The Android OS uses a ‘mini’ version of
wpa_supplicant1 for managing WiFi connnections and the configuration details for every WiFi connnection on your phone/tablet is stored in a plaintext configuration file. This is not really an issue for most people since the devices are usually unrooted and hopefully they have the sense not to reuse their social network passwords as their wifi passwords. At PhoneLab2, we generally work with rooted phones in lab and if you want to login to the university wifi, you need to use your university login to authenticate yourself. A malicious application can use this to gather login information for these accounts. Anyone having a rooted device and using similar methods to connect to wifi are at risk of having their login information stolen. Granted the chances of this happening is very small but it’s a vulnerability nonetheless.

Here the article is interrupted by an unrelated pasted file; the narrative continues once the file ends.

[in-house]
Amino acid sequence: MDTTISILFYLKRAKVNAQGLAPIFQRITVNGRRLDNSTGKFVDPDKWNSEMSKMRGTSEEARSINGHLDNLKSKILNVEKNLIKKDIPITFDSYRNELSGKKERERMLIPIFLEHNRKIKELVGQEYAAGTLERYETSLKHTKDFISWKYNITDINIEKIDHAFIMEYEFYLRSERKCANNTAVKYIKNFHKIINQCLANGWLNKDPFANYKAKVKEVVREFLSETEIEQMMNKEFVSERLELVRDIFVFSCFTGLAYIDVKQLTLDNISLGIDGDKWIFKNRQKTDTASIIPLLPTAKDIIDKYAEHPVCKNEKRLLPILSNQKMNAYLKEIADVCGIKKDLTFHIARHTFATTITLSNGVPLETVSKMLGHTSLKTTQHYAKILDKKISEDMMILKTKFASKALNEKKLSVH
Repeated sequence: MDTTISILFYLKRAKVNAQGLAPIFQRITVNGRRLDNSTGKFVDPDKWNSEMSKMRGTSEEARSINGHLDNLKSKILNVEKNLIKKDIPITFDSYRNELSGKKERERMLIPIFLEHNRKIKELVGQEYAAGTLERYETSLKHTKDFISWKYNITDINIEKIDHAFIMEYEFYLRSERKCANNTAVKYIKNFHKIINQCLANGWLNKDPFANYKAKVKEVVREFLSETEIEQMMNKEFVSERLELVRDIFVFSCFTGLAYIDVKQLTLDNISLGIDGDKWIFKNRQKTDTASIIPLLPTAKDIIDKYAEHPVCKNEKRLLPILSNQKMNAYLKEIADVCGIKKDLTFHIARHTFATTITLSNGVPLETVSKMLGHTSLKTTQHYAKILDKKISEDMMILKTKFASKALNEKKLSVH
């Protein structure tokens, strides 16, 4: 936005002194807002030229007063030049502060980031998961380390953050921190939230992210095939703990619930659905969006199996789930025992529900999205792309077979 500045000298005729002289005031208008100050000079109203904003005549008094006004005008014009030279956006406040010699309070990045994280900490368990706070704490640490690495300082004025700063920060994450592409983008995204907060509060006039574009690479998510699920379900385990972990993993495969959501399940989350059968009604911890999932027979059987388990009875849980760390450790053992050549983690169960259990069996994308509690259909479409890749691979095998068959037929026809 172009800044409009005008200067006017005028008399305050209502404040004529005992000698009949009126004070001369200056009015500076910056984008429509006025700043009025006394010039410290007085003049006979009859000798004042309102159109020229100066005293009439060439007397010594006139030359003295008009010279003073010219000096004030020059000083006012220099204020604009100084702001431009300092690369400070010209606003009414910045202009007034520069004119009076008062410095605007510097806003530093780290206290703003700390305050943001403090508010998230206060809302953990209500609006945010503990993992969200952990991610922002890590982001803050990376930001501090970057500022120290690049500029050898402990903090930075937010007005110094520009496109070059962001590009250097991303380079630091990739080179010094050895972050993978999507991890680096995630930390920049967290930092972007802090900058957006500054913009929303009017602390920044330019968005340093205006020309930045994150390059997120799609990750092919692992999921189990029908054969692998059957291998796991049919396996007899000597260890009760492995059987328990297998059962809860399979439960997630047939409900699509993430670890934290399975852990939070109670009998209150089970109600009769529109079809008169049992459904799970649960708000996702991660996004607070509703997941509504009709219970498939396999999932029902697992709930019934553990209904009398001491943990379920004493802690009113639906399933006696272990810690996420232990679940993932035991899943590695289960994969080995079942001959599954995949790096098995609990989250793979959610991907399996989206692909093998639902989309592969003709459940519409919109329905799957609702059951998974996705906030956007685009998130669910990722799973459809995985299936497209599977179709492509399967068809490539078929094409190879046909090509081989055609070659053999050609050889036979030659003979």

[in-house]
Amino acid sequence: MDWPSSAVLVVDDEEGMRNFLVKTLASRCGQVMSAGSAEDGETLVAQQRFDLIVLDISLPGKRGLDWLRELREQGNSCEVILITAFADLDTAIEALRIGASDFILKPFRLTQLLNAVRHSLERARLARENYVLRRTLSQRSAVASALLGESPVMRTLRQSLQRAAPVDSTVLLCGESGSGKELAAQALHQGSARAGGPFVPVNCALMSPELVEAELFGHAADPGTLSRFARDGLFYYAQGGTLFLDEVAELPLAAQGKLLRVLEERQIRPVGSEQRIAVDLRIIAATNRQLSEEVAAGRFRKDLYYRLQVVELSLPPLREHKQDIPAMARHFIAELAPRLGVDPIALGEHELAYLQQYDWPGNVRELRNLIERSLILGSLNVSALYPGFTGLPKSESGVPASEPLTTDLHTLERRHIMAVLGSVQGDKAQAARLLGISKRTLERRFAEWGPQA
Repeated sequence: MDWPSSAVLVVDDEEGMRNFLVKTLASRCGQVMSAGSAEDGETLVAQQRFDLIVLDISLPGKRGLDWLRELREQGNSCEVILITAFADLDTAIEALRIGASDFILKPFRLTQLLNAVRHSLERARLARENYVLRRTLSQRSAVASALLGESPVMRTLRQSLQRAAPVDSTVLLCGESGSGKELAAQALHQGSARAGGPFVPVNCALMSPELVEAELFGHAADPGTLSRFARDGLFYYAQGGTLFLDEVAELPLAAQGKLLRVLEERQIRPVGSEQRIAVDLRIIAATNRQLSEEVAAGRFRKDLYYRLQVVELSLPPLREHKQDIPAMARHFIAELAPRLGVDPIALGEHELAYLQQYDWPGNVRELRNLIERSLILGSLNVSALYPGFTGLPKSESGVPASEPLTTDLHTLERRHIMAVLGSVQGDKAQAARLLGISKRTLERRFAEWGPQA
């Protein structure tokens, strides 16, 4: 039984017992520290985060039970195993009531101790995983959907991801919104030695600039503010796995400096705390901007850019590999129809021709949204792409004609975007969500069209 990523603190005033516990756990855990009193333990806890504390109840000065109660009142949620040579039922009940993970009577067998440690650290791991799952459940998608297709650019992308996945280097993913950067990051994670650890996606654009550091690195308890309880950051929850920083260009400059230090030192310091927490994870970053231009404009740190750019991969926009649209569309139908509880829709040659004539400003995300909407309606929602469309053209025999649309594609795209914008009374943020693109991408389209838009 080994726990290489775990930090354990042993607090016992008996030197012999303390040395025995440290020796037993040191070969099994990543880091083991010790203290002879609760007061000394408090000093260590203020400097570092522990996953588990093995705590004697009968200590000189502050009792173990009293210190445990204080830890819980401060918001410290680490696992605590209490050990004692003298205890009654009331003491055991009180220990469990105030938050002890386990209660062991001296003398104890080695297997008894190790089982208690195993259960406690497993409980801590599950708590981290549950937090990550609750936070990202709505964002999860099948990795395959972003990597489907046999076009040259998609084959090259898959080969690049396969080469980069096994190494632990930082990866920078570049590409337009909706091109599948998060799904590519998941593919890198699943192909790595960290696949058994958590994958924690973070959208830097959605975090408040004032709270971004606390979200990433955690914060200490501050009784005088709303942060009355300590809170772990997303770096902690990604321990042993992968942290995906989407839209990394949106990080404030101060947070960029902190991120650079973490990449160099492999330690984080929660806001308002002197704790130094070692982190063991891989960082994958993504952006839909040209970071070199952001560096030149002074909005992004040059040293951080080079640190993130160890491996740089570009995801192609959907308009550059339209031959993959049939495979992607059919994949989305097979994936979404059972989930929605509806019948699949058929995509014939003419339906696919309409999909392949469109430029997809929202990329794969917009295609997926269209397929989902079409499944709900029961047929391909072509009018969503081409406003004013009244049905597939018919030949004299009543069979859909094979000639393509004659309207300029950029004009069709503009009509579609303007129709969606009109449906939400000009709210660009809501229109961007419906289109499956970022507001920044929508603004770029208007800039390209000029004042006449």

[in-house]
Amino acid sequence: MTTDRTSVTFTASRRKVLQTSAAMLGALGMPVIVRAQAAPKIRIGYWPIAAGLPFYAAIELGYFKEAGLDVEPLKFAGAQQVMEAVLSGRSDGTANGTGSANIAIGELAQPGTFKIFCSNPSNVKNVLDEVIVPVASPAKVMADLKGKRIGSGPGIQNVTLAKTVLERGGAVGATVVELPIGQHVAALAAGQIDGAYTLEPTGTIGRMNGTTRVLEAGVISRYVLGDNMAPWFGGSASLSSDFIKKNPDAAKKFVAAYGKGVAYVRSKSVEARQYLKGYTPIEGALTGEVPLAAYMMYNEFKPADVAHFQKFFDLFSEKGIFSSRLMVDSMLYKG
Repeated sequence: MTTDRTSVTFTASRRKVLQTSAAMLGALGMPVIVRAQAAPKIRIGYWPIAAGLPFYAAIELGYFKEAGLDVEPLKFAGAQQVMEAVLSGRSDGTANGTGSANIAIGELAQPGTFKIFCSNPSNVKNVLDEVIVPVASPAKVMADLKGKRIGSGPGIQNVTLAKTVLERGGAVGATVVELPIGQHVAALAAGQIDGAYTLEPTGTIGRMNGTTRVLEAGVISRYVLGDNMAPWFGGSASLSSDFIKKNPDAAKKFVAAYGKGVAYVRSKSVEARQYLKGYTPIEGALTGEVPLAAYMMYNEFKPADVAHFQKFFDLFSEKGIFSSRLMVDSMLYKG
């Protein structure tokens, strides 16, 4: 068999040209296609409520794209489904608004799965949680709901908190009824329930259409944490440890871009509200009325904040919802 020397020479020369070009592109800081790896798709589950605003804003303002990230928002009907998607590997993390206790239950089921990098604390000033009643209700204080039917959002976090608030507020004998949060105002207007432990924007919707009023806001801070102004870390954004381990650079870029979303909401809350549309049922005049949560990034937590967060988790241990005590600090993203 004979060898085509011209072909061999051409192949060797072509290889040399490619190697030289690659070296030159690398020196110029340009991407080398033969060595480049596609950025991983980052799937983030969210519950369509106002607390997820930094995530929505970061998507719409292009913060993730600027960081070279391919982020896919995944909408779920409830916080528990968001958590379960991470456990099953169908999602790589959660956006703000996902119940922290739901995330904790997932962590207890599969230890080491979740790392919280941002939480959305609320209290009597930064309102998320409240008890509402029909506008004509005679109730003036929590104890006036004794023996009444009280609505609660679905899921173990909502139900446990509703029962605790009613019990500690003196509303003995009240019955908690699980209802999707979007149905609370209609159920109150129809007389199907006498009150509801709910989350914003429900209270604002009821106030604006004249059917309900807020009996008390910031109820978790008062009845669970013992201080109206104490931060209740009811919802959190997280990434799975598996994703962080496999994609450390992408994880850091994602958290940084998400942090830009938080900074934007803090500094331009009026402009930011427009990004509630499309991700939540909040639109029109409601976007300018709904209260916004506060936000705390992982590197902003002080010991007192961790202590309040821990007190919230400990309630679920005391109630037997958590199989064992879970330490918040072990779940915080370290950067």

But this does help you share you wifi logins easily with others. The MyFi app reads the passwords currently stored on the device and lets you share it with your friends through NFC. All you have to do is select the wifi network and tap your friend’s device.
Get the app here, MyFi